Raja Sambasivan is the Ankur and Mari Sahu Assistant Professor in the Department of Computer Science at Tufts University. Previously, he was the Red Hat Visiting Scientist at Boston University’s Mass Open Cloud, where he led a research group that focused on creating problem diagnosis tools. He completed his dissertation (on diagnosis tools) and postdoctoral research (on incentive-compatible mechanisms for deploying new inter-domain routing protocols) at Carnegie Mellon University. During his career, Sambasivan has worked on a wide range of technologies related to the cloud ecosystem, including object-based storage, inter-domain routing, future Internet architectures, and big-data frameworks.
Ankur and Mari Sahu Assistant Professor, Department of Computer Science, Tufts School of Engineering
Red Hat Visiting Scientist, Mass Open Cloud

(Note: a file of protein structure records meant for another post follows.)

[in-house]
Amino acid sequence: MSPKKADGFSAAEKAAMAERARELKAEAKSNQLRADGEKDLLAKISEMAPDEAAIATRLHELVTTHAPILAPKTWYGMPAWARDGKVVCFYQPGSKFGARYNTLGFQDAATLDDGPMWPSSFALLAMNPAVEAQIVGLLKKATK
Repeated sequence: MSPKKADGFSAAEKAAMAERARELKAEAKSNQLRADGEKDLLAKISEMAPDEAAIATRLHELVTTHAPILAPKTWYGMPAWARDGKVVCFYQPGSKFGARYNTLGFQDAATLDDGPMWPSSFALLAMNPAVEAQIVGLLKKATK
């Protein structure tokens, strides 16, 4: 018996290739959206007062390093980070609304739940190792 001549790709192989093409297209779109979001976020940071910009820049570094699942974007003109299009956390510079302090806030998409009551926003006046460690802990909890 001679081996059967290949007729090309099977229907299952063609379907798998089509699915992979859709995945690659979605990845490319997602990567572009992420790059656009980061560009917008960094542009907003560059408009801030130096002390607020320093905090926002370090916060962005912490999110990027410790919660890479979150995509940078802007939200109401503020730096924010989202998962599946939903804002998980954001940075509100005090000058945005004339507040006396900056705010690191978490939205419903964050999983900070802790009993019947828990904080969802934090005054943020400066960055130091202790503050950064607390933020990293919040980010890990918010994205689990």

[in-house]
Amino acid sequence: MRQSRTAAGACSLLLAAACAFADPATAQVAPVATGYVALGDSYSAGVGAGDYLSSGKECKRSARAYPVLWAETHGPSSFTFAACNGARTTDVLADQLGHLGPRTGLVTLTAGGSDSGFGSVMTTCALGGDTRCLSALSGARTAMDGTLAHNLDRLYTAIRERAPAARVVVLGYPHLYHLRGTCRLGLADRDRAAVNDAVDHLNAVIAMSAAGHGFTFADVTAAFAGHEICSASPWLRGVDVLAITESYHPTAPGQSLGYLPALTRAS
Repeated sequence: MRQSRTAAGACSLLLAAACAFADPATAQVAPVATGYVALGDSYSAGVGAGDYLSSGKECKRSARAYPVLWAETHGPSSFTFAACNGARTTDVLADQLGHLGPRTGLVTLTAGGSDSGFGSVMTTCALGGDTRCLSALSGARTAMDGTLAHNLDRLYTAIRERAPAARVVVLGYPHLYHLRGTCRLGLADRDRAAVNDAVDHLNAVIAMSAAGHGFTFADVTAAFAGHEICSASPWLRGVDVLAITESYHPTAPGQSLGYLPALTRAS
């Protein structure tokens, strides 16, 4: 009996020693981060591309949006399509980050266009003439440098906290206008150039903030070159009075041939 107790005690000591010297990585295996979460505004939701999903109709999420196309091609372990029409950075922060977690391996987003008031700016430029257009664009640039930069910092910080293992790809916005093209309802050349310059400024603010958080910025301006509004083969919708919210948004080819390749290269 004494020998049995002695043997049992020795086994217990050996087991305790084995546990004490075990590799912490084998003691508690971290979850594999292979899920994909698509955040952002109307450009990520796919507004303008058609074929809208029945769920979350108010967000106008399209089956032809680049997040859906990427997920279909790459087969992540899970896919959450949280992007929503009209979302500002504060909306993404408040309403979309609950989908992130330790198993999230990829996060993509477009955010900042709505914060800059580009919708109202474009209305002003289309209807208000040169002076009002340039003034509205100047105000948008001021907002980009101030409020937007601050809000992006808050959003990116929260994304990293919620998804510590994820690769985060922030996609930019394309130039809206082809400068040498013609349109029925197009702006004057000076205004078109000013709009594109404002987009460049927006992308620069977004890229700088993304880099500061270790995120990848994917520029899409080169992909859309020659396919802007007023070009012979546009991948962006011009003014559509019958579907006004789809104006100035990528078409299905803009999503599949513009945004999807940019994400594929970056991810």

Postdoctoral Researcher, Carnegie Mellon University
Ankur and Mari Sahu Assistant Professor Raja Sambasivan’s research supports innovation in the cloud ecosystem — i.e., cloud data centers, distributed systems within data centers, and wide-area networks that connect data centers.
His research involves creating sophisticated debugging tools for distributed systems, as the immense difficulty of diagnosing problems dis-incentivizes innovation. It also involves building distributed systems that are easily evolvable to support innovation. Sambasivan's current research efforts focus on: 1) Creating an instrumentation framework for distributed systems that automatically searches the space of possible instrumentation choices to enable that needed to provide visibility into a new problem and 2) Creating powerful abstractions for diagnosing problems in distributed systems that are at least as powerful as the API-based abstractions developers use to build them.
In the past, Sambasivan and his collaborators created D-BGP, a version of BGP augmented with evolvability features to support the deployment of new inter-domain routing protocols. He also developed one of the earliest distributed-tracing infrastructures strongly suited for performance diagnosis tasks and a diagnosis toolkit called Spectroscope that builds on tracing to diagnose performance degradations in distributed systems.